The 49-year-old will take over from current mayor Klaus Wowereit in December. Wowereit announced his resignation in August after his popularity nosedived with the city’s failed attempt to build a new airport.
Müller took 59.1 percent of the vote among the SPD’s Berlin members, beating Jan Stöß with 20.8 percent and Raed Saleh who secured 18.6 percent.
Just over 11,000 SPD members voted out of a possible 17,200.
Müller was born and raised in Berlin and had more name recognition and political experience than the two other candidates.
Like his father before him, the trained printer was active in the SPD from a young age. In the party since 1981, he was the head of the SPD in the Berlin parliament from 2001 to 2011.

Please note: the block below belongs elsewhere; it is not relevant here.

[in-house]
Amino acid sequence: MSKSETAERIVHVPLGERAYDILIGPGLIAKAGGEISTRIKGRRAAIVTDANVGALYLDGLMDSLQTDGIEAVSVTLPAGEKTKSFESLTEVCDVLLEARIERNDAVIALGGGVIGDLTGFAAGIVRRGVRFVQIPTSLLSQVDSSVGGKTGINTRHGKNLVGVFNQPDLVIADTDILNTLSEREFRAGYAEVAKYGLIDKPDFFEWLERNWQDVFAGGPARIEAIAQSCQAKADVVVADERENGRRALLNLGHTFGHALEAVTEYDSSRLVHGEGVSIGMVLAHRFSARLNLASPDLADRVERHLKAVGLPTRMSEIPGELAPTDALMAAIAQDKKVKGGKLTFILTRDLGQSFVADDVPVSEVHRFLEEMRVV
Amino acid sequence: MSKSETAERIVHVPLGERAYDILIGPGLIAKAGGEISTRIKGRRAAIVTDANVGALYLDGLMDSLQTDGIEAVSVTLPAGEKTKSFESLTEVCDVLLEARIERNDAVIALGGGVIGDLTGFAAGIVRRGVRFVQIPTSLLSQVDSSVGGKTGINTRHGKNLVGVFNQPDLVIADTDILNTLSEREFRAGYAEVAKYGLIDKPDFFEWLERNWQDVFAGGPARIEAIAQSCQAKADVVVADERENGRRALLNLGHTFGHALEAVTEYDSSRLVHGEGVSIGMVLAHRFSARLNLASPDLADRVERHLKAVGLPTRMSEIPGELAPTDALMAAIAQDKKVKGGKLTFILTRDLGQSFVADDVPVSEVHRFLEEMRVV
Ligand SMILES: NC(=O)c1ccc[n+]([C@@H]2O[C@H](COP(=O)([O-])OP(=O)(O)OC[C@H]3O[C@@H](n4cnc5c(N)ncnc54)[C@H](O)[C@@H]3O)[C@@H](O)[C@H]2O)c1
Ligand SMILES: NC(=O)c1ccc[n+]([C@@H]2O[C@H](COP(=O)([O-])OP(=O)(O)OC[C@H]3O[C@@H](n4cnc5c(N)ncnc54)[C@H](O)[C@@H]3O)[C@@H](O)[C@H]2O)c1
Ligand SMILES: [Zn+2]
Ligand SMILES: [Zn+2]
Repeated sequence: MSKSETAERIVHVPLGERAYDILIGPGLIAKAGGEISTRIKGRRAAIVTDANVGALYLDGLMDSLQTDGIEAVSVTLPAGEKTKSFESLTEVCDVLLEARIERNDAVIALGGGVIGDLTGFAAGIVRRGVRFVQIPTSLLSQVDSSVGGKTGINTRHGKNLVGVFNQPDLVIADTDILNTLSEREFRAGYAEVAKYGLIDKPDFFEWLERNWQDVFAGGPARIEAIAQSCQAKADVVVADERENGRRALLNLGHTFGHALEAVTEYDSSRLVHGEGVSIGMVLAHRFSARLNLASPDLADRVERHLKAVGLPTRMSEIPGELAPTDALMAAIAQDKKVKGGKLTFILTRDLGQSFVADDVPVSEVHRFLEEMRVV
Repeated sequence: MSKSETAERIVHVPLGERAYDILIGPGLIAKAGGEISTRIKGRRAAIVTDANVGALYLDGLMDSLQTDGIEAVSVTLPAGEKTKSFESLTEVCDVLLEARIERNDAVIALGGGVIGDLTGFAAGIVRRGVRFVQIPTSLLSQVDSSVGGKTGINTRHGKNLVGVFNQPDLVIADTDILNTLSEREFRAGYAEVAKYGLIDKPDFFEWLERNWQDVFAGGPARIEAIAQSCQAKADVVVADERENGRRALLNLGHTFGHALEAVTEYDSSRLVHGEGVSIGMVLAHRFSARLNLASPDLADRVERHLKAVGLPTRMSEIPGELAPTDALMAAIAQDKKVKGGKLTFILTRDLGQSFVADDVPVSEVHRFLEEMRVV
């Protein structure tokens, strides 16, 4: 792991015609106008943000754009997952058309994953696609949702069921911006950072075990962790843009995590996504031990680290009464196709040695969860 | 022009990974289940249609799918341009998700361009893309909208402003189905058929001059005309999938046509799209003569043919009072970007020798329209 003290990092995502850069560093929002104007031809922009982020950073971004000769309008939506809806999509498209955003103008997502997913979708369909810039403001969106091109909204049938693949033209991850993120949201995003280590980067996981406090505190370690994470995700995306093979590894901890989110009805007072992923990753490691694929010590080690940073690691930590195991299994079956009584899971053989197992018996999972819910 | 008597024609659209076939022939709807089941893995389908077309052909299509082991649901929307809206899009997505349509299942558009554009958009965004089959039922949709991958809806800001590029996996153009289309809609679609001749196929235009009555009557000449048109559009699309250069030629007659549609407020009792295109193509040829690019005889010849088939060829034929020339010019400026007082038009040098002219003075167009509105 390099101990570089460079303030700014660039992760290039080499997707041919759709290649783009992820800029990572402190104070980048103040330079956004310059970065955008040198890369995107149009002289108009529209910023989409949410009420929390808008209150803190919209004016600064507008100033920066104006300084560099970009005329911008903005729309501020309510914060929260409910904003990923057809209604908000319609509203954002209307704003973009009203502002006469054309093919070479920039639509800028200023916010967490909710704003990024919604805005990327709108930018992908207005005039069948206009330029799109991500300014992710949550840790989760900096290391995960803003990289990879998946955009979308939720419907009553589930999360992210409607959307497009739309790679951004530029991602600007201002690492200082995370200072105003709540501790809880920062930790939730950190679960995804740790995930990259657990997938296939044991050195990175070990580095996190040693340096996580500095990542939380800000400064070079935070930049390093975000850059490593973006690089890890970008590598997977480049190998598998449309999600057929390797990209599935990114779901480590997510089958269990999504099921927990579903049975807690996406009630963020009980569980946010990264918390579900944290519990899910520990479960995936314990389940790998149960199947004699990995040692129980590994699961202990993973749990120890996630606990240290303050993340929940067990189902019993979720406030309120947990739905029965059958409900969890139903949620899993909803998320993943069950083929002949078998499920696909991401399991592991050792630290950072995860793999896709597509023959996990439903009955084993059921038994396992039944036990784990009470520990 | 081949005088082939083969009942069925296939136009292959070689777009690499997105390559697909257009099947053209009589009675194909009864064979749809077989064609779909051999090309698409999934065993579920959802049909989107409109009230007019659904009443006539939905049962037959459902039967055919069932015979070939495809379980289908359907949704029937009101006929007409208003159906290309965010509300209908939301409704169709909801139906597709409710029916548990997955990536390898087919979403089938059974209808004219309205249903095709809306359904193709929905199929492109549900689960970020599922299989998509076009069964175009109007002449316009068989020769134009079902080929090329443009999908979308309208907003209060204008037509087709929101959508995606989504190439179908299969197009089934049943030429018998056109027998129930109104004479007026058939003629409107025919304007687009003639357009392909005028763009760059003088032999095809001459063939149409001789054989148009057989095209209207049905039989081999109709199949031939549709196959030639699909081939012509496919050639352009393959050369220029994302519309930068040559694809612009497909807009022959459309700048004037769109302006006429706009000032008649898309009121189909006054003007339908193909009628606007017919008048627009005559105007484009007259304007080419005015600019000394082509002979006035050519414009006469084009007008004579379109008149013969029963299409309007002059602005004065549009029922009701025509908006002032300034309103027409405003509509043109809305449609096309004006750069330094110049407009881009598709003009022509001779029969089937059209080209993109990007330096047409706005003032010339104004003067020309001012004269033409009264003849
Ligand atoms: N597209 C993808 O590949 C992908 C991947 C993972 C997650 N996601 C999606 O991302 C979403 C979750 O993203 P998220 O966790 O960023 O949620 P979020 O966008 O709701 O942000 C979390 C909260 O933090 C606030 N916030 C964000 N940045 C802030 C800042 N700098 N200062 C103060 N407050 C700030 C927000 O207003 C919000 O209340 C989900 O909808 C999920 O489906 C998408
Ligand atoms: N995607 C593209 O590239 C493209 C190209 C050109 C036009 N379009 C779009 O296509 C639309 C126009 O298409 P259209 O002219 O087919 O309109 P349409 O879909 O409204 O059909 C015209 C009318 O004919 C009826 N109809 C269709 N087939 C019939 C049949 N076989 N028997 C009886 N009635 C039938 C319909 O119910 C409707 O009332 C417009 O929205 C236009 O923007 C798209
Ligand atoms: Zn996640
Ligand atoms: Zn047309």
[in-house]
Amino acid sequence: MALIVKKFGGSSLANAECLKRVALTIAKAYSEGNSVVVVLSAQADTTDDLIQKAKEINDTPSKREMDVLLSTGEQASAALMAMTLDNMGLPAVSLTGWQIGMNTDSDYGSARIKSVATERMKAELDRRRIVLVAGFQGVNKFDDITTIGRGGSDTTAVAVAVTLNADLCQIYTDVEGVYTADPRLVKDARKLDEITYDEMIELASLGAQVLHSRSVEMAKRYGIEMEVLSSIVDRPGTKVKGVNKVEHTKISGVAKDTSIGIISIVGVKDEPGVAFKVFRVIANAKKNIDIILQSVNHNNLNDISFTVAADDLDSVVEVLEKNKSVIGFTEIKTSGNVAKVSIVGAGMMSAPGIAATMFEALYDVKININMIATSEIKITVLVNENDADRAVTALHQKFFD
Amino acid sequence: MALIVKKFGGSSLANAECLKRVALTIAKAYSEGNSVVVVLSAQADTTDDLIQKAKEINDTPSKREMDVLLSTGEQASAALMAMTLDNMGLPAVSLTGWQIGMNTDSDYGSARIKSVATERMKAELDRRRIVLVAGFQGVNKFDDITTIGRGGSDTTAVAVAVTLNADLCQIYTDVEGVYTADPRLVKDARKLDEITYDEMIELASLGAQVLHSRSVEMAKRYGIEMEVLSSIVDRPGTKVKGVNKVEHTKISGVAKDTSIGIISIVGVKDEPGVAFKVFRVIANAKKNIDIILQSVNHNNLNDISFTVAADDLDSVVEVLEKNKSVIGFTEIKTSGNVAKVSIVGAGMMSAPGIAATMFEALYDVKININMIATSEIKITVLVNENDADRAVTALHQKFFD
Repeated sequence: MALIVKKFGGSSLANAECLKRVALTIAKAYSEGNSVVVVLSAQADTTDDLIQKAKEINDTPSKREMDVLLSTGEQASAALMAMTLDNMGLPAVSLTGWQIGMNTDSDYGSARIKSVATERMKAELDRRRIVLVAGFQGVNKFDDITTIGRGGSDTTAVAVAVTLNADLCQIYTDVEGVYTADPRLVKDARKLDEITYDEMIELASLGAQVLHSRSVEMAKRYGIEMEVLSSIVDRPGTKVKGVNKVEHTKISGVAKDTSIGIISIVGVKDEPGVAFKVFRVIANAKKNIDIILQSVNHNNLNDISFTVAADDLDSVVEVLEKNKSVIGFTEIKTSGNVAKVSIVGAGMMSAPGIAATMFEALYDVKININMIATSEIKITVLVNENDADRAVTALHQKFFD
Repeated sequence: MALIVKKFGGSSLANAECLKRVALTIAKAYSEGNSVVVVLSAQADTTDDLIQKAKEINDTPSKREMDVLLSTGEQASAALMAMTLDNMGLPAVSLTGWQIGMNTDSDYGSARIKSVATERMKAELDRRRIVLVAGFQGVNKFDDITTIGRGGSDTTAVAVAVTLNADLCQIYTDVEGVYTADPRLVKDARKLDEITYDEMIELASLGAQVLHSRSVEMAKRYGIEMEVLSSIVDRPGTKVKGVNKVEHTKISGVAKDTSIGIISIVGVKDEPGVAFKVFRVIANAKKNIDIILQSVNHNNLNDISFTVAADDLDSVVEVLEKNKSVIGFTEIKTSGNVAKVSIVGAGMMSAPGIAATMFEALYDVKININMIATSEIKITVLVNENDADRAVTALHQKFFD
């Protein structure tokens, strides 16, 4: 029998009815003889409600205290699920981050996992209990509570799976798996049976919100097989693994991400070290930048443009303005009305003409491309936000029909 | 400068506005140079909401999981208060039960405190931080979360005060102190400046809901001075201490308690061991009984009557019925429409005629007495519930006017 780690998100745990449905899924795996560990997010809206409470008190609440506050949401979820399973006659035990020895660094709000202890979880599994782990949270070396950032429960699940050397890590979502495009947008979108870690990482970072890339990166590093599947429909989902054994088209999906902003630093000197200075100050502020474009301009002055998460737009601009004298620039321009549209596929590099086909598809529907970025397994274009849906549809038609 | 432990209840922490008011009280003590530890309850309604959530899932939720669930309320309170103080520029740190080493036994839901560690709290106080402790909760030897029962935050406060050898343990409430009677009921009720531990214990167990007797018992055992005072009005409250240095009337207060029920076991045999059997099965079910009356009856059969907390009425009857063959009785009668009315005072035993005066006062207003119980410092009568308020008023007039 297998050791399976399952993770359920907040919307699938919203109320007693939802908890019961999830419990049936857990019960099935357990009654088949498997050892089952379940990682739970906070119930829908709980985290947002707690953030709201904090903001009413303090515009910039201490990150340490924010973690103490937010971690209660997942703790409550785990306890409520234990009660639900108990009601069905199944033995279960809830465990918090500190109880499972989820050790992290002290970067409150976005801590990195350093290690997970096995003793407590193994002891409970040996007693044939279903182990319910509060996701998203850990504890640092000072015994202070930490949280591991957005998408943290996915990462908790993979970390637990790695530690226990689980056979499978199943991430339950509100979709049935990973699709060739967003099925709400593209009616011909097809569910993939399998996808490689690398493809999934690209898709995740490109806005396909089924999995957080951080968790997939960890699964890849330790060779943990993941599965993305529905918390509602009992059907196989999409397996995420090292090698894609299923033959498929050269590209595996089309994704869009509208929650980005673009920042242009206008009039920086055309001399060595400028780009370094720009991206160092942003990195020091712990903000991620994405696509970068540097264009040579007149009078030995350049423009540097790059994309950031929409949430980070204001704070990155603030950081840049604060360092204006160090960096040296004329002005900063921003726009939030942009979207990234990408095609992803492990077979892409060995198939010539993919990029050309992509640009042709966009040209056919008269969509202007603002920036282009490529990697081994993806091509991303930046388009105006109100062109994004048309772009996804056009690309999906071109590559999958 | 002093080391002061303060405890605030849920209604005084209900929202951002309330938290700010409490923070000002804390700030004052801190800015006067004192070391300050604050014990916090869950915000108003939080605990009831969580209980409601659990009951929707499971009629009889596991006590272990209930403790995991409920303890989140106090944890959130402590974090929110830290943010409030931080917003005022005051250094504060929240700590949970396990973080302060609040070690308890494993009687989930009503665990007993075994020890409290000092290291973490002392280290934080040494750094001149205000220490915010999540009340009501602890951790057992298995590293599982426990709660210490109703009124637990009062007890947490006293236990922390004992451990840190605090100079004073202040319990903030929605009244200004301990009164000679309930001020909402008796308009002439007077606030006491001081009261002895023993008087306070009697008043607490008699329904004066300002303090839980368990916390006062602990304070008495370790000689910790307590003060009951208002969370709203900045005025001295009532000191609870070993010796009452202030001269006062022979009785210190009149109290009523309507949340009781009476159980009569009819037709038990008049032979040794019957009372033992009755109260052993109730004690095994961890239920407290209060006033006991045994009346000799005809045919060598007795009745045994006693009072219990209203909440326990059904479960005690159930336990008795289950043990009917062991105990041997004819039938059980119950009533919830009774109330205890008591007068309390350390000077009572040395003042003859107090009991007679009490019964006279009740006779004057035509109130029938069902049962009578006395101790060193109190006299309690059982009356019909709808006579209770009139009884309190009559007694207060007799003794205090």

Between 2004 and 2012, he was head of the SPD in Berlin. He is also in charge of Berlin senate’s biggest portfolio – urban development and environment.
The 49-year-old is close to Wowereit, but in contrast to the colourful outgoing mayor, Germany’s newspapers describe a pragmatic, dependable man with little charisma. Welt newspaper calls Müller “friendly, effective, but a little pale in public”.
The Tagesspiegel – despite also saying Müller was “objective to the point of boredom” – said Müller’s lack of vanity and desire for the spotlight should be counted as a strength.